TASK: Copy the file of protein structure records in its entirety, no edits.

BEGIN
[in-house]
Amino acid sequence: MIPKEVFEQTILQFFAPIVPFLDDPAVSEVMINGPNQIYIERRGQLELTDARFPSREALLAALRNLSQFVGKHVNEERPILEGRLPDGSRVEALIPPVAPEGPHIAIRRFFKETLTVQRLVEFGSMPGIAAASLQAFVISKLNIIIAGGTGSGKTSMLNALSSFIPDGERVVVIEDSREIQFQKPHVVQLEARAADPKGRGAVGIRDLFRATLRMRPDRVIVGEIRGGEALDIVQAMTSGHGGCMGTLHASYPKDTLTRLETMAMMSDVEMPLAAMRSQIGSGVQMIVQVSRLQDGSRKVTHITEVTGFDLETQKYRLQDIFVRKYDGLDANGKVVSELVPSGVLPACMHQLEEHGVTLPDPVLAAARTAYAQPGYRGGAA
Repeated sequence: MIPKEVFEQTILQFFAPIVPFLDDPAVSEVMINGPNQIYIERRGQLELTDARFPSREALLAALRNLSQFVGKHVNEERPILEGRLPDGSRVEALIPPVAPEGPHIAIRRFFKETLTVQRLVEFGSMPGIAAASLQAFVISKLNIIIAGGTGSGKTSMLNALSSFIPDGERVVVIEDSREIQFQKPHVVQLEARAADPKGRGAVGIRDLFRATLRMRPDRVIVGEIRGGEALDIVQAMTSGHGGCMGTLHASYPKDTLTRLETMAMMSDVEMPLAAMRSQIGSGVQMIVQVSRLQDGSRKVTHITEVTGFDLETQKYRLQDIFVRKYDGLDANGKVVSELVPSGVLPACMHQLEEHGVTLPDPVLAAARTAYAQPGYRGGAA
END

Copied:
[in-house]
Amino acid sequence: MIPKEVFEQTILQFFAPIVPFLDDPAVSEVMINGPNQIYIERRGQLELTDARFPSREALLAALRNLSQFVGKHVNEERPILEGRLPDGSRVEALIPPVAPEGPHIAIRRFFKETLTVQRLVEFGSMPGIAAASLQAFVISKLNIIIAGGTGSGKTSMLNALSSFIPDGERVVVIEDSREIQFQKPHVVQLEARAADPKGRGAVGIRDLFRATLRMRPDRVIVGEIRGGEALDIVQAMTSGHGGCMGTLHASYPKDTLTRLETMAMMSDVEMPLAAMRSQIGSGVQMIVQVSRLQDGSRKVTHITEVTGFDLETQKYRLQDIFVRKYDGLDANGKVVSELVPSGVLPACMHQLEEHGVTLPDPVLAAARTAYAQPGYRGGAA
Repeated sequence: MIPKEVFEQTILQFFAPIVPFLDDPAVSEVMINGPNQIYIERRGQLELTDARFPSREALLAALRNLSQFVGKHVNEERPILEGRLPDGSRVEALIPPVAPEGPHIAIRRFFKETLTVQRLVEFGSMPGIAAASLQAFVISKLNIIIAGGTGSGKTSMLNALSSFIPDGERVVVIEDSREIQFQKPHVVQLEARAADPKGRGAVGIRDLFRATLRMRPDRVIVGEIRGGEALDIVQAMTSGHGGCMGTLHASYPKDTLTRLETMAMMSDVEMPLAAMRSQIGSGVQMIVQVSRLQDGSRKVTHITEVTGFDLETQKYRLQDIFVRKYDGLDANGKVVSELVPSGVLPACMHQLEEHGVTLPDPVLAAARTAYAQPGYRGGAA